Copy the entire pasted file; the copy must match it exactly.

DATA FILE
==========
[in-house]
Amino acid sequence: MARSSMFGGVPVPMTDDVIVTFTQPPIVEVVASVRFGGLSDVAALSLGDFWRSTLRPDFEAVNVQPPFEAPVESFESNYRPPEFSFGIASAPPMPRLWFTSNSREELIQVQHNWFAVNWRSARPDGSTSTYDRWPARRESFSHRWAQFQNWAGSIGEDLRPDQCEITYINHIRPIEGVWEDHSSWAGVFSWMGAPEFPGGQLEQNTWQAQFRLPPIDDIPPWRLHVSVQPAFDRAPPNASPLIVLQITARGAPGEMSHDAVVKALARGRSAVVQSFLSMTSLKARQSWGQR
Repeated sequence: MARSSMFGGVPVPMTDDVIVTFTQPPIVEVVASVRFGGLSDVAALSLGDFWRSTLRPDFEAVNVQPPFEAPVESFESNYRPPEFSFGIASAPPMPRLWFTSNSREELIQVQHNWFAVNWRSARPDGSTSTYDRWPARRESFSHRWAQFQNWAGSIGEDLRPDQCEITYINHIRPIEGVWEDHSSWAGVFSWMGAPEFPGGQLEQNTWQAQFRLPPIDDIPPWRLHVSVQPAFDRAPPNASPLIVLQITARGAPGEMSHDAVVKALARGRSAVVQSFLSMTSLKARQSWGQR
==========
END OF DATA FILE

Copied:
[in-house]
Amino acid sequence: MARSSMFGGVPVPMTDDVIVTFTQPPIVEVVASVRFGGLSDVAALSLGDFWRSTLRPDFEAVNVQPPFEAPVESFESNYRPPEFSFGIASAPPMPRLWFTSNSREELIQVQHNWFAVNWRSARPDGSTSTYDRWPARRESFSHRWAQFQNWAGSIGEDLRPDQCEITYINHIRPIEGVWEDHSSWAGVFSWMGAPEFPGGQLEQNTWQAQFRLPPIDDIPPWRLHVSVQPAFDRAPPNASPLIVLQITARGAPGEMSHDAVVKALARGRSAVVQSFLSMTSLKARQSWGQR
Repeated sequence: MARSSMFGGVPVPMTDDVIVTFTQPPIVEVVASVRFGGLSDVAALSLGDFWRSTLRPDFEAVNVQPPFEAPVESFESNYRPPEFSFGIASAPPMPRLWFTSNSREELIQVQHNWFAVNWRSARPDGSTSTYDRWPARRESFSHRWAQFQNWAGSIGEDLRPDQCEITYINHIRPIEGVWEDHSSWAGVFSWMGAPEFPGGQLEQNTWQAQFRLPPIDDIPPWRLHVSVQPAFDRAPPNASPLIVLQITARGAPGEMSHDAVVKALARGRSAVVQSFLSMTSLKARQSWGQR